• JIS News

    State Minister for Agriculture and Fisheries, Hon. Ian Hayles, has welcomed the implementation of two projects by the Caribbean Agricultural Research and Development Institute (CARDI), which seek to enhance the production of roots, tubers, vegetables and herbs in the region.

    “These projects are a step in the right direction as they are aligned with the Ministry’s strategic growth areas; onions, yams, tumeric, ginger to name a few, as they have clearly defined markets,” he said. 

    Mr. Hayles was addressing a Caribbean Stakeholders' Symposium for the projects held on June 13 at the Terra Nova All Suite Hotel in St. Andrew.

    The projects, which were launched in 2010 with grant funding from the Common Fund for Commodities (CFC) and the European Union (EU) are entitled: ‘Increased Production of Roots and Tuber Crops in the Caribbean through the Introduction of Improved Marketing and Production Technologies’; and ‘Increased Production of Vegetables and Herbs through the use of Protected Agriculture in the Caribbean’.

    The State Minister further noted that these projects also present great opportunities for the country’s non-traditional sub-sectors “which have tremendous potential in terms of export development and import substitution”, pointing to yam, for example, which in 2011, had export earnings of approximately US$28 million, “but has the capacity to generate even more revenue/income”.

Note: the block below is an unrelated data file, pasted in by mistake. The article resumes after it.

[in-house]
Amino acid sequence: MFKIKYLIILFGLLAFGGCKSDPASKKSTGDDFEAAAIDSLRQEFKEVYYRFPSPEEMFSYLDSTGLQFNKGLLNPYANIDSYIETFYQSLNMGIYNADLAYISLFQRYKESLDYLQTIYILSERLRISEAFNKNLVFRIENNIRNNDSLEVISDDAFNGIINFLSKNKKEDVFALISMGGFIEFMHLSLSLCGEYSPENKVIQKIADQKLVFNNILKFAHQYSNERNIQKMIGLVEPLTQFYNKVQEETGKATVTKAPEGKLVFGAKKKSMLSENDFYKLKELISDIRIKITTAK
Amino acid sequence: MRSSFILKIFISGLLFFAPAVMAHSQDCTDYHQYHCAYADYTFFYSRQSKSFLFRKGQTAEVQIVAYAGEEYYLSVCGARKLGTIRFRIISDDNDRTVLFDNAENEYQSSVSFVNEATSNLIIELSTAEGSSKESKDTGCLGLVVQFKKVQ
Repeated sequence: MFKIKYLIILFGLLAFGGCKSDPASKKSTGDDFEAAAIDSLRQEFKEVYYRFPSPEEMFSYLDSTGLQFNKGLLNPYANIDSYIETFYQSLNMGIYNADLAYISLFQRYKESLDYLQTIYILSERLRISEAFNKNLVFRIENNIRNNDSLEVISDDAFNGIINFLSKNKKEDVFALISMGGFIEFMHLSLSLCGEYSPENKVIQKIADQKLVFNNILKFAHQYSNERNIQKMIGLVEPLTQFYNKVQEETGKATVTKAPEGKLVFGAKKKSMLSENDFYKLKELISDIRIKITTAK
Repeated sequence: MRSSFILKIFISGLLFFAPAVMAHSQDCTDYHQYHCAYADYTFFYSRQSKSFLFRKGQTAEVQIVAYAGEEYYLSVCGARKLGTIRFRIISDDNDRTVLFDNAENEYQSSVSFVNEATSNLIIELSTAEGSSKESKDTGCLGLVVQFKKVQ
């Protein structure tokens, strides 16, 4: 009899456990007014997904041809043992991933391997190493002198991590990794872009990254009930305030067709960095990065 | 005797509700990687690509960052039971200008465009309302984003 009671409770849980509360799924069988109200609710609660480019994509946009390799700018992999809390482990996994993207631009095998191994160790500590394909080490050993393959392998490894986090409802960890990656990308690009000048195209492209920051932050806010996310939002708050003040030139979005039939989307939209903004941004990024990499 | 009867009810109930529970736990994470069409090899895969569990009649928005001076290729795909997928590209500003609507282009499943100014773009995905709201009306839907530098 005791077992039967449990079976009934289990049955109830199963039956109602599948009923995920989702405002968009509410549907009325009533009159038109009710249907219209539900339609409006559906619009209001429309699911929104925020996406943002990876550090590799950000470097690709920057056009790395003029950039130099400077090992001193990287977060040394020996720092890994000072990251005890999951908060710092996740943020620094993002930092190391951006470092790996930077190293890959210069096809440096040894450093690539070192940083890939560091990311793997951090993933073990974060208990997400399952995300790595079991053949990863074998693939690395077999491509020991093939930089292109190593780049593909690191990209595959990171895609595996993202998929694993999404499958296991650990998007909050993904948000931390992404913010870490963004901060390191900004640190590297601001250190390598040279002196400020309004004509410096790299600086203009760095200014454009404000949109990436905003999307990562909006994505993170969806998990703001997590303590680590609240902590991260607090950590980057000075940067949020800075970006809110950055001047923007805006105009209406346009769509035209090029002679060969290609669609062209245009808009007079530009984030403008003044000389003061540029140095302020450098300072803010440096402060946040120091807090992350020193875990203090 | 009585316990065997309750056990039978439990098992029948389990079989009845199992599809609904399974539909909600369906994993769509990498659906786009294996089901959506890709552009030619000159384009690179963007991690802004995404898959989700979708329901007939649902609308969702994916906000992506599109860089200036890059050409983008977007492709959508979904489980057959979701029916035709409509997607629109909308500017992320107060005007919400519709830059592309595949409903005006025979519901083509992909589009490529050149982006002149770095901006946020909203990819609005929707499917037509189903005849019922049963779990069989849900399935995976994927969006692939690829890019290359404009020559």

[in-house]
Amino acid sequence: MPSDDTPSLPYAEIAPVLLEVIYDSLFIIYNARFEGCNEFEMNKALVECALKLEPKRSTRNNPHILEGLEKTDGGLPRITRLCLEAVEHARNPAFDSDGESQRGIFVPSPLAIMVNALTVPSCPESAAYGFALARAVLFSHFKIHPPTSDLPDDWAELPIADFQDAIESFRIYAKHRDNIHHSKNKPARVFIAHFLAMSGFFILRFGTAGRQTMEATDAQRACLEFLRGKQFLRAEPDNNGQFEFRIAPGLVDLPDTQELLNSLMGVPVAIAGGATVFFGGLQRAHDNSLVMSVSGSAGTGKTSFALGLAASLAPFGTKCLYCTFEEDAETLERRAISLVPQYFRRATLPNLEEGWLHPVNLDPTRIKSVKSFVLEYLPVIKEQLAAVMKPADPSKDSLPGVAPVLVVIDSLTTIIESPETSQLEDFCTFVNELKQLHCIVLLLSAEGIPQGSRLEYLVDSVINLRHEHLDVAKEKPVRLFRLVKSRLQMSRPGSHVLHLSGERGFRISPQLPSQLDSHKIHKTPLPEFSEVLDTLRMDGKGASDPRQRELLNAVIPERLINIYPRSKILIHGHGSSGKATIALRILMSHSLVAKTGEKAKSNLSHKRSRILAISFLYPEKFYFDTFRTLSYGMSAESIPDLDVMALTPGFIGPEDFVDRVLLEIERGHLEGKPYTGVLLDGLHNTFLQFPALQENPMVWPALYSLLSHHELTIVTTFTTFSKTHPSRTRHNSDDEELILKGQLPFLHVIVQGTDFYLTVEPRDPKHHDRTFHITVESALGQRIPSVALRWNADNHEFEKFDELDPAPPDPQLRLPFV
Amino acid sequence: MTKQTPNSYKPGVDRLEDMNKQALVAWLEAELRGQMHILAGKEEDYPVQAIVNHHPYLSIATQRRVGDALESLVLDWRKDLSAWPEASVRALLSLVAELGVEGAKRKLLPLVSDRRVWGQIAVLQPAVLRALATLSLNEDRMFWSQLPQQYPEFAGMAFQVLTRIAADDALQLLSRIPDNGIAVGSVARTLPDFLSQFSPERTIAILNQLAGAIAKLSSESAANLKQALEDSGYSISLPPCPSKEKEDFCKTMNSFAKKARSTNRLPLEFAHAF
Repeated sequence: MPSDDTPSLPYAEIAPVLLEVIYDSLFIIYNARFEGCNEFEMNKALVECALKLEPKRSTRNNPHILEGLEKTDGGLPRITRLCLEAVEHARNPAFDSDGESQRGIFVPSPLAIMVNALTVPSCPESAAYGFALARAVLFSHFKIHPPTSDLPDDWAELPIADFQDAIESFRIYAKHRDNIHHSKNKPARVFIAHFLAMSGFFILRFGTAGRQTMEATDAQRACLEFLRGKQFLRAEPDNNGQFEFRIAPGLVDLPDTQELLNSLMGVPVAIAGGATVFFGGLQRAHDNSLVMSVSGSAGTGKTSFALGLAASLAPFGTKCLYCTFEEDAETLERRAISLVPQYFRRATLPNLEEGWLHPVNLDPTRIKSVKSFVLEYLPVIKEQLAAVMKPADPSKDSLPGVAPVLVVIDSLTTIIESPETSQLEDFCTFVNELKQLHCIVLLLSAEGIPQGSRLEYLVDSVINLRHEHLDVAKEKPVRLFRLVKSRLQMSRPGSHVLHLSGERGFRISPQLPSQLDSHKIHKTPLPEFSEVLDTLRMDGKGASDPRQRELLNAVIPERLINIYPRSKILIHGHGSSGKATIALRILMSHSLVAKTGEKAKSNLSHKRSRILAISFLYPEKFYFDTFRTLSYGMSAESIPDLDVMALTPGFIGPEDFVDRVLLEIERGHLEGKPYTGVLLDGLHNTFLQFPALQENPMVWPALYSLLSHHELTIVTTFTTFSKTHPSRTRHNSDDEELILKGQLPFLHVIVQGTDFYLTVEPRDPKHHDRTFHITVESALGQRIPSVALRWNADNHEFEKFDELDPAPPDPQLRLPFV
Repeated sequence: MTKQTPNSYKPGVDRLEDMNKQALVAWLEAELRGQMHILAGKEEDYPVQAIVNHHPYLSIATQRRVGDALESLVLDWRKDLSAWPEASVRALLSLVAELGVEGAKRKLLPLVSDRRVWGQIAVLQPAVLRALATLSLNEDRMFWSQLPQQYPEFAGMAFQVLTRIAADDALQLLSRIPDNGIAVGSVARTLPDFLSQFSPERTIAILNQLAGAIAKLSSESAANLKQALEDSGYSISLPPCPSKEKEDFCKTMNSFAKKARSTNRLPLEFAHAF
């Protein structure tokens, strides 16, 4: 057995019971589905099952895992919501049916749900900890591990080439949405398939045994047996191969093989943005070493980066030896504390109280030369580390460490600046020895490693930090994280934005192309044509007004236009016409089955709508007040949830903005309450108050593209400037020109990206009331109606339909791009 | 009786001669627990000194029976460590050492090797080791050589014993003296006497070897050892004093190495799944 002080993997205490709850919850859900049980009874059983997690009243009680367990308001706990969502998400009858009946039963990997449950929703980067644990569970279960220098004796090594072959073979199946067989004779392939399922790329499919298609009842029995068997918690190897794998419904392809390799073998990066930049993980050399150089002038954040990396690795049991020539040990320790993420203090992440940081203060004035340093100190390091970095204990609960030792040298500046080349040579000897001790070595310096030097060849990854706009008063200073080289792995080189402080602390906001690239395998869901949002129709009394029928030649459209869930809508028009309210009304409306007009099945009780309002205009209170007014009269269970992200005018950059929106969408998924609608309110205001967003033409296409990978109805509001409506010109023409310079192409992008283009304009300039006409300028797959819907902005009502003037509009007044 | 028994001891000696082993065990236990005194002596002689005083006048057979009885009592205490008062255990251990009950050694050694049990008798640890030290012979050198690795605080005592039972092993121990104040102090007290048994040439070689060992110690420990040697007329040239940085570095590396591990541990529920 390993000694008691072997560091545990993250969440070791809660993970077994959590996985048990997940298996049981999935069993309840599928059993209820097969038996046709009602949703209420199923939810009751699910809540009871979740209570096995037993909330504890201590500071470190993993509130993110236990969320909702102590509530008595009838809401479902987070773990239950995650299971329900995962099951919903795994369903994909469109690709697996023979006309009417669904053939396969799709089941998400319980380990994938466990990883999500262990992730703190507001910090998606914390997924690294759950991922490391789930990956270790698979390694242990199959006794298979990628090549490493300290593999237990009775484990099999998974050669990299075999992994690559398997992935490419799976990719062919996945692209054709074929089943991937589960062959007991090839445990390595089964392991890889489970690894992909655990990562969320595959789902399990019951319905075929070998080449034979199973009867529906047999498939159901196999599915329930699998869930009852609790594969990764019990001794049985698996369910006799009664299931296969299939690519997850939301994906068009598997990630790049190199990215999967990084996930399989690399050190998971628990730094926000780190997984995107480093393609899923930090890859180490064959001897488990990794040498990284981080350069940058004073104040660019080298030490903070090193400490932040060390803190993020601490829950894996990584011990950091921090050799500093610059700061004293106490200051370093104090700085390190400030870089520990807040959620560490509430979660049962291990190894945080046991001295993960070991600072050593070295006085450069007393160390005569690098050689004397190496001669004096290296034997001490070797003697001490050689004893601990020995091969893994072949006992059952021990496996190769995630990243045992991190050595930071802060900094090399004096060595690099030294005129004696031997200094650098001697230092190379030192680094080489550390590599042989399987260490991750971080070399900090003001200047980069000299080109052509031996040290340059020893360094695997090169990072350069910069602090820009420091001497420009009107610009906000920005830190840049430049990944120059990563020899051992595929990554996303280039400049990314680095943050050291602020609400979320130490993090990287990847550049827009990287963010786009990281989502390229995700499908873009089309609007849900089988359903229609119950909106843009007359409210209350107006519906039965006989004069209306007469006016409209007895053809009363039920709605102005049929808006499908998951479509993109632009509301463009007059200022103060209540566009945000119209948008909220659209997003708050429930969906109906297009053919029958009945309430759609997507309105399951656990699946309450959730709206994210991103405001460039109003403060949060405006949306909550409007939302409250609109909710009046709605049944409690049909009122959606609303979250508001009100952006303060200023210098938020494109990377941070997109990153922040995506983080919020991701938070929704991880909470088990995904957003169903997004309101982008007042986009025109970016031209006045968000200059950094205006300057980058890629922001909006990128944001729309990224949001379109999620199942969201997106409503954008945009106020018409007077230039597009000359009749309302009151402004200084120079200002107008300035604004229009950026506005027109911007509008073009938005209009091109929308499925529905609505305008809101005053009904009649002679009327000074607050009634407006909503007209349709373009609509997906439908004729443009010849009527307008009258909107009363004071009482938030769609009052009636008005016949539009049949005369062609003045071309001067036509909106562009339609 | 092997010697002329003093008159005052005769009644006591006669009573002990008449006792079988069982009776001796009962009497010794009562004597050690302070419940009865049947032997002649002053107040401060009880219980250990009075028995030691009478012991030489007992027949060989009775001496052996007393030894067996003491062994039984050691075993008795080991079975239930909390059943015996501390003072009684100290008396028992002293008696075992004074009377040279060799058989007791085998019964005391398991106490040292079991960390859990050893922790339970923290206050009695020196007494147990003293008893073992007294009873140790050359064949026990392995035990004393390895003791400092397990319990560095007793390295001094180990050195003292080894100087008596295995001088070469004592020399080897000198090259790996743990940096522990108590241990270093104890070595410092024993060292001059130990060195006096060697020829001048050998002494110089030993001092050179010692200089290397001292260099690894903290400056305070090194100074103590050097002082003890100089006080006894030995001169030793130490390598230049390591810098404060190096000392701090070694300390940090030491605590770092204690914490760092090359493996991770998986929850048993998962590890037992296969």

“Similarly, our herbs and spices have potential for the development of our nutraceutical industry and the United States/regional markets.  If we could exploit just even a small percentage of these markets, we would be on our way,” he said.

    Mr. Hayles lamented that, while the country has made some strides in improving some of its primary crops, there is still a lot of work to be done in terms of value-added and processing.

    “Too often, our farmers have suffered as a result of excess production in some crops; whereas if we had vibrant agro-processing industries, we could capitalise on the excess production.  It is to that end that we are encouraging increased public/private sector partnership… to establish storage and post harvest facilities,” he said. 

    He went on to thank the EU/CFC for the grant assistance towards capacity building for the country’s farmers, who have benefited from the transfer of knowledge and the development of skills along the value chain, through training and demonstration in production and group dynamics, post harvest, processing and marketing techniques.

    “Knowledge is indeed power, and with the ‘know how’, our farmers will be in a better position to engage in agronomic practices that will eventually lead to greater yields,” he said.

    The symposium was held to bring key players within the roots and tubers and protected agriculture industries together to discuss technical issues, share information on the roles and current initiatives of the various stakeholders and chart a way forward for both sub-sectors.


    By Alecia Smith-Edwards, JIS Reporter

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